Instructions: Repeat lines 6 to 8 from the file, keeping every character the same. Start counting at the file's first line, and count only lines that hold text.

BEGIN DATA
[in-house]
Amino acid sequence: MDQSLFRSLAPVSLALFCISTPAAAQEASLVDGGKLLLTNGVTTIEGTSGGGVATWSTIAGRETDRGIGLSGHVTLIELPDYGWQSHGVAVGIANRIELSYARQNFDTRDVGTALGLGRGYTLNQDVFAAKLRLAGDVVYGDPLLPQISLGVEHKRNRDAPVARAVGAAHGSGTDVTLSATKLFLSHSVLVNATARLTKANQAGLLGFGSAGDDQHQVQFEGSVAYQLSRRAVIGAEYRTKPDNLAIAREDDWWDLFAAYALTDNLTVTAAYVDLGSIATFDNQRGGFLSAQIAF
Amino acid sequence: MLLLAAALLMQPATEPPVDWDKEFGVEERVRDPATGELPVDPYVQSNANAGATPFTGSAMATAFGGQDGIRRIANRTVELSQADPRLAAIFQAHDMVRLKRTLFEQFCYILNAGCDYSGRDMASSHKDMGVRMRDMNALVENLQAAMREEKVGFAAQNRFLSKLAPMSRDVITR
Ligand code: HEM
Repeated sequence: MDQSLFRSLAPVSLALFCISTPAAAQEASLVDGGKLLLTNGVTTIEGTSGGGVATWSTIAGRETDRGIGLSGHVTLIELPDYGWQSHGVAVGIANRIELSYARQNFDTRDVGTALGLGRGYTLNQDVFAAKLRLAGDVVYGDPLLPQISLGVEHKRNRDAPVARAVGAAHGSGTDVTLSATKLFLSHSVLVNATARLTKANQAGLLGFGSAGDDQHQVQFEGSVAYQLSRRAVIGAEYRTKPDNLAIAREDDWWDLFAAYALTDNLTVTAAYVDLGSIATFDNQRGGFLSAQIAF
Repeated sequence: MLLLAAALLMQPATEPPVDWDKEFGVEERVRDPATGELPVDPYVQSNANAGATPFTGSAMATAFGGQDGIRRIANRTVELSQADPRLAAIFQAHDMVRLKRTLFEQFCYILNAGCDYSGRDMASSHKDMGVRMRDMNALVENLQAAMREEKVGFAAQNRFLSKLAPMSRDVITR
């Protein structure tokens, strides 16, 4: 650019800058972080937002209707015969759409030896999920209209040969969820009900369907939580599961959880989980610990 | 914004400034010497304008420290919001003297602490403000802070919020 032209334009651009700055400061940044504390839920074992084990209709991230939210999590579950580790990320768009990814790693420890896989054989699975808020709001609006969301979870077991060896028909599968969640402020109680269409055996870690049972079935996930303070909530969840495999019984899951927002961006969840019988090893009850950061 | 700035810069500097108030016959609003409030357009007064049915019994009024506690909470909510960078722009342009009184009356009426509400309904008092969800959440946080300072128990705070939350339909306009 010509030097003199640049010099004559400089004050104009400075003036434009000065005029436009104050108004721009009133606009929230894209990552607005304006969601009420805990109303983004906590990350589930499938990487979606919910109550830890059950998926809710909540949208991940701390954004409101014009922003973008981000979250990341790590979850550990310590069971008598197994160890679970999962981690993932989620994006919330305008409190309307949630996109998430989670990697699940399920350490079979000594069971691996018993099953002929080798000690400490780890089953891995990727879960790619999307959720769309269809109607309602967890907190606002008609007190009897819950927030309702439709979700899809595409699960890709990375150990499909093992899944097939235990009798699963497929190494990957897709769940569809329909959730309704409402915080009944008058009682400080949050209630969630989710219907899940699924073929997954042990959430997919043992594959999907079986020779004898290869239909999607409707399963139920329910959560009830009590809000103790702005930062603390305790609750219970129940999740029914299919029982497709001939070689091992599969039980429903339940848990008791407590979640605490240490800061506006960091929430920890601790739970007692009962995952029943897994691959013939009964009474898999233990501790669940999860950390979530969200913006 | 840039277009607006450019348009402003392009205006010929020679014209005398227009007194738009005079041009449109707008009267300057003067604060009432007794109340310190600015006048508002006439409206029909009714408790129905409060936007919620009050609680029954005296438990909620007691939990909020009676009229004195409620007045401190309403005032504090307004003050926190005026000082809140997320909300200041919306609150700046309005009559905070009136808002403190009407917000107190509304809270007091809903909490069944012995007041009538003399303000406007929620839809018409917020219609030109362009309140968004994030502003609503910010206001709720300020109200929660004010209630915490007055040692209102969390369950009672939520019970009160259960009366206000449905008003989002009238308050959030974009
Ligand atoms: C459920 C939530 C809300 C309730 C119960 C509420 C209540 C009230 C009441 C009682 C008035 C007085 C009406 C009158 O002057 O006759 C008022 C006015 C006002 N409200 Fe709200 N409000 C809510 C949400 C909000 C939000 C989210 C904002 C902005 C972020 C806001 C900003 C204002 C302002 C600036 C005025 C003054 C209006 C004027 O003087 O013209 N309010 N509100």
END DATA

Repeated sequence: MLLLAAALLMQPATEPPVDWDKEFGVEERVRDPATGELPVDPYVQSNANAGATPFTGSAMATAFGGQDGIRRIANRTVELSQADPRLAAIFQAHDMVRLKRTLFEQFCYILNAGCDYSGRDMASSHKDMGVRMRDMNALVENLQAAMREEKVGFAAQNRFLSKLAPMSRDVITR
């Protein structure tokens, strides 16, 4: 650019800058972080937002209707015969759409030896999920209209040969969820009900369907939580599961959880989980610990 | 914004400034010497304008420290919001003297602490403000802070919020 032209334009651009700055400061940044504390839920074992084990209709991230939210999590579950580790990320768009990814790693420890896989054989699975808020709001609006969301979870077991060896028909599968969640402020109680269409055996870690049972079935996930303070909530969840495999019984899951927002961006969840019988090893009850950061 | 700035810069500097108030016959609003409030357009007064049915019994009024506690909470909510960078722009342009009184009356009426509400309904008092969800959440946080300072128990705070939350339909306009 010509030097003199640049010099004559400089004050104009400075003036434009000065005029436009104050108004721009009133606009929230894209990552607005304006969601009420805990109303983004906590990350589930499938990487979606919910109550830890059950998926809710909540949208991940701390954004409101014009922003973008981000979250990341790590979850550990310590069971008598197994160890679970999962981690993932989620994006919330305008409190309307949630996109998430989670990697699940399920350490079979000594069971691996018993099953002929080798000690400490780890089953891995990727879960790619999307959720769309269809109607309602967890907190606002008609007190009897819950927030309702439709979700899809595409699960890709990375150990499909093992899944097939235990009798699963497929190494990957897709769940569809329909959730309704409402915080009944008058009682400080949050209630969630989710219907899940699924073929997954042990959430997919043992594959999907079986020779004898290869239909999607409707399963139920329910959560009830009590809000103790702005930062603390305790609750219970129940999740029914299919029982497709001939070689091992599969039980429903339940848990008791407590979640605490240490800061506006960091929430920890601790739970007692009962995952029943897994691959013939009964009474898999233990501790669940999860950390979530969200913006 | 840039277009607006450019348009402003392009205006010929020679014209005398227009007194738009005079041009449109707008009267300057003067604060009432007794109340310190600015006048508002006439409206029909009714408790129905409060936007919620009050609680029954005296438990909620007691939990909020009676009229004195409620007045401190309403005032504090307004003050926190005026000082809140997320909300200041919306609150700046309005009559905070009136808002403190009407917000107190509304809270007091809903909490069944012995007041009538003399303000406007929620839809018409917020219609030109362009309140968004994030502003609503910010206001709720300020109200929660004010209630915490007055040692209102969390369950009672939520019970009160259960009366206000449905008003989002009238308050959030974009
Ligand atoms: C459920 C939530 C809300 C309730 C119960 C509420 C209540 C009230 C009441 C009682 C008035 C007085 C009406 C009158 O002057 O006759 C008022 C006015 C006002 N409200 Fe709200 N409000 C809510 C949400 C909000 C939000 C989210 C904002 C902005 C972020 C806001 C900003 C204002 C302002 C600036 C005025 C003054 C209006 C004027 O003087 O013209 N309010 N509100």